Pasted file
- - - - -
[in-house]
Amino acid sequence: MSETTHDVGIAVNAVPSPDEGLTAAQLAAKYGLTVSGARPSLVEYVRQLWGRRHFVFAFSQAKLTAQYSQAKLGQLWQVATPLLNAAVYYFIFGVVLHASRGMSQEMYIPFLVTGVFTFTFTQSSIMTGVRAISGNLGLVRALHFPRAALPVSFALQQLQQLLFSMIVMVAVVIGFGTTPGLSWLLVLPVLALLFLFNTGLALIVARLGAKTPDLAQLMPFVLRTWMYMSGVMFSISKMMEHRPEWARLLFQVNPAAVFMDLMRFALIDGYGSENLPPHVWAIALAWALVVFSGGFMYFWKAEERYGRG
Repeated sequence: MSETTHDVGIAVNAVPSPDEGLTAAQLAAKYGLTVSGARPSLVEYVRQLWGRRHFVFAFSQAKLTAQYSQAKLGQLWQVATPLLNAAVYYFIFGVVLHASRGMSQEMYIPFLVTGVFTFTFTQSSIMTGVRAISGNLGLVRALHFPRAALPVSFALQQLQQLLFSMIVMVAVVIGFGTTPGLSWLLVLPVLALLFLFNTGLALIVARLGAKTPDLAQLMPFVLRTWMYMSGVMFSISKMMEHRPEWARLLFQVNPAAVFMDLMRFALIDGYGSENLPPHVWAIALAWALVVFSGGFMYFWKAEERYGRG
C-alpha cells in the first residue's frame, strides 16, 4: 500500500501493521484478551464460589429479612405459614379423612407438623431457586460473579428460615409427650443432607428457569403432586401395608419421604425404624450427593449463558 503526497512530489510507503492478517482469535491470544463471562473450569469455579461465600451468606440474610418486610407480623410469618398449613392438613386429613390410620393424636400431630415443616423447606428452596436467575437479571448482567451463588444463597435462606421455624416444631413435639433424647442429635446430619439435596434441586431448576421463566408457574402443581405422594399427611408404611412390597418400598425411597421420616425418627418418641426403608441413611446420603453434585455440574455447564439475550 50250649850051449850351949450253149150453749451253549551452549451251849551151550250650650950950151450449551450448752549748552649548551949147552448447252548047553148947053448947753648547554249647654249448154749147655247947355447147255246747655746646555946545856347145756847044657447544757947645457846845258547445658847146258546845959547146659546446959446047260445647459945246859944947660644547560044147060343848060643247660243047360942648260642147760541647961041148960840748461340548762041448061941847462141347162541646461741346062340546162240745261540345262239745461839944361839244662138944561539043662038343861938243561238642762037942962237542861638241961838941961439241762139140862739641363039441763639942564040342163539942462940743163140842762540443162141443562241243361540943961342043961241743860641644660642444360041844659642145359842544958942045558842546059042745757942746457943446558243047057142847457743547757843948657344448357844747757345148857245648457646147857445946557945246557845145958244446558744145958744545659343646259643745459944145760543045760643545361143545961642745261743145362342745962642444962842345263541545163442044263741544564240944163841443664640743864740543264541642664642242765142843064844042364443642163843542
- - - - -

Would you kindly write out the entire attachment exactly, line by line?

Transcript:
[in-house]
Amino acid sequence: MSETTHDVGIAVNAVPSPDEGLTAAQLAAKYGLTVSGARPSLVEYVRQLWGRRHFVFAFSQAKLTAQYSQAKLGQLWQVATPLLNAAVYYFIFGVVLHASRGMSQEMYIPFLVTGVFTFTFTQSSIMTGVRAISGNLGLVRALHFPRAALPVSFALQQLQQLLFSMIVMVAVVIGFGTTPGLSWLLVLPVLALLFLFNTGLALIVARLGAKTPDLAQLMPFVLRTWMYMSGVMFSISKMMEHRPEWARLLFQVNPAAVFMDLMRFALIDGYGSENLPPHVWAIALAWALVVFSGGFMYFWKAEERYGRG
Repeated sequence: MSETTHDVGIAVNAVPSPDEGLTAAQLAAKYGLTVSGARPSLVEYVRQLWGRRHFVFAFSQAKLTAQYSQAKLGQLWQVATPLLNAAVYYFIFGVVLHASRGMSQEMYIPFLVTGVFTFTFTQSSIMTGVRAISGNLGLVRALHFPRAALPVSFALQQLQQLLFSMIVMVAVVIGFGTTPGLSWLLVLPVLALLFLFNTGLALIVARLGAKTPDLAQLMPFVLRTWMYMSGVMFSISKMMEHRPEWARLLFQVNPAAVFMDLMRFALIDGYGSENLPPHVWAIALAWALVVFSGGFMYFWKAEERYGRG
C-alpha cells in the first residue's frame, strides 16, 4: 500500500501493521484478551464460589429479612405459614379423612407438623431457586460473579428460615409427650443432607428457569403432586401395608419421604425404624450427593449463558 503526497512530489510507503492478517482469535491470544463471562473450569469455579461465600451468606440474610418486610407480623410469618398449613392438613386429613390410620393424636400431630415443616423447606428452596436467575437479571448482567451463588444463597435462606421455624416444631413435639433424647442429635446430619439435596434441586431448576421463566408457574402443581405422594399427611408404611412390597418400598425411597421420616425418627418418641426403608441413611446420603453434585455440574455447564439475550 50250649850051449850351949450253149150453749451253549551452549451251849551151550250650650950950151450449551450448752549748552649548551949147552448447252548047553148947053448947753648547554249647654249448154749147655247947355447147255246747655746646555946545856347145756847044657447544757947645457846845258547445658847146258546845959547146659546446959446047260445647459945246859944947660644547560044147060343848060643247660243047360942648260642147760541647961041148960840748461340548762041448061941847462141347162541646461741346062340546162240745261540345262239745461839944361839244662138944561539043662038343861938243561238642762037942962237542861638241961838941961439241762139140862739641363039441763639942564040342163539942462940743163140842762540443162141443562241243361540943961342043961241743860641644660642444360041844659642145359842544958942045558842546059042745757942746457943446558243047057142847457743547757843948657344448357844747757345148857245648457646147857445946557945246557845145958244446558744145958744545659343646259643745459944145760543045760643545361143545961642745261743145362342745962642444962842345263541545163442044263741544564240944163841443664640743864740543264541642664642242765142843064844042364443642163843542